GOP lawmaker: “It’s ridiculous — we passed a law that says you can use these products and here you can’t use them in schools or nursing homes.”
Cannabis plants are shown in July 2018 inside the MedPharm Iowa plant in Des Moines. (The Gazette)
It’s 2022, the second year of a Democratic presidential administration, and marijuana still is very illegal under federal law. Iowa and most other states are still running illicit medical cannabis cartels.
The feds probably won’t start putting people in prison over Iowa’s heavily restricted medical cannabis program. Still, any entity that is regulated or funded by the federal government faces the threat of severe consequences for accommodating illegal drug use.
In particular, schools and residential care centers worry they could lose federal funding for their part in helping to administer cannabis, a Schedule I drug wrongly classified by the federal government as having a high potential for abuse and no accepted medical value.
Iowa policymakers have been trying to bring the medical program in line with federal law but it’s a slow and frustrating process. A bipartisan Iowa Senate subcommittee this past week advanced a resolution calling on the federal drug enforcers to grant an exception to the Controlled Substances Act.
“It’s ridiculous — we passed a law that says you can use these products and here you can’t use them in schools or nursing homes,” State Sen. Brad Zaun said at the recent subcommittee meeting.
Even if the federal bureaucrats don’t defund schools and care centers, the mere threat is standing in the way of necessary medical treatment.
Iowa officials last year sent a letter to federal entities to seek assurance that funding wouldn’t be impacted over use of medical marijuana. The Food and Drug Administration responded to say FDA grant eligibility by academic institutions wouldn’t be affected but other agencies have not responded to the request.
Federal regulations allow the Drug Enforcement Administration to grant exceptions to federal drug laws but no state has received one for its medical marijuana program. Instead, programs are operating outside the law, which causes problems for patients and providers.
“There are Iowa patients within these facilities who are unable to store their medication at the facility, or have their medication administered by facility staff, because of concerns about adverse consequences for the facilities,” the Iowa Medical Cannabidiol Board wrote in its 2019 annual report.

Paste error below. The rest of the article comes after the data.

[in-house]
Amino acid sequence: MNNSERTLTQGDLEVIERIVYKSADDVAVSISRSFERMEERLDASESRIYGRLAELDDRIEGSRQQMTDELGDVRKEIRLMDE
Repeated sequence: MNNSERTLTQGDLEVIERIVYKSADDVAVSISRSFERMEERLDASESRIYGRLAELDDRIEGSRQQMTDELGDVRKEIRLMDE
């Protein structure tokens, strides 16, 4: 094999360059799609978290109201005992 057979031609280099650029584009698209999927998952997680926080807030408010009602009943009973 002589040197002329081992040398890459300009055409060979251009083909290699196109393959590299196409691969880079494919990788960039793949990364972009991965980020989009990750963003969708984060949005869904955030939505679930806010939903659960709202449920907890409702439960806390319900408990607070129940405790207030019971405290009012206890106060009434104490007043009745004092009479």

This has been a known issue nationally for years. In the 47 states allowing medical cannabis, school and care facility administrators are in a terrible position, stuck between state laws that call marijuana medicine and federal laws that put it in the same category as heroin.
Some state and local authorities around the country have mandated that patients be able to take their medicine in defiance of federal law, some have forbade it and some have tried to find a middle ground — like by allowing patients and their caregivers to have the drugs but not allowing school or facility staff to administer them. And others are declining to take a position or letting it happen while looking the other way.
A federal court in New Mexico ruled in 2019 that federal anti-discrimination protections for students with disabilities don’t necessarily extend to students requiring marijuana. A student experiencing seizures was prohibited from taking cannabis at school and also was denied in-home instruction. A U.S. district court judge said that accommodation would be “absurd” because it would require the school district to “commit or accommodate a federal crime.”
In Maine, schools are required to make reasonable accommodations for students who are authorized to use medical cannabis. Yet in 2020, the federal government told state education department officials they would lose out on millions in federal grants for permitting marijuana use. Ironically, it was funding for substance abuse and mental health programs.
In guidance issued this year, the Texas Association of School Board officials basically recommended that schools not take a firm stance one way or another. “Don’t rush to adopt a policy that may be impacted or even negated by pending issues on the state or federal levels,” they wrote.
What we’ve got here is a crisis of federalism. Clarence Thomas, the most conservative member of the Supreme Court, calls it “a contradictory and unstable state of affairs.”
The central government’s failure to wind down marijuana prohibition is having a paralyzing effect on state and local governments. Even if the federal bureaucrats don’t defund schools and care centers, the mere threat is standing in the way of necessary medical treatment.
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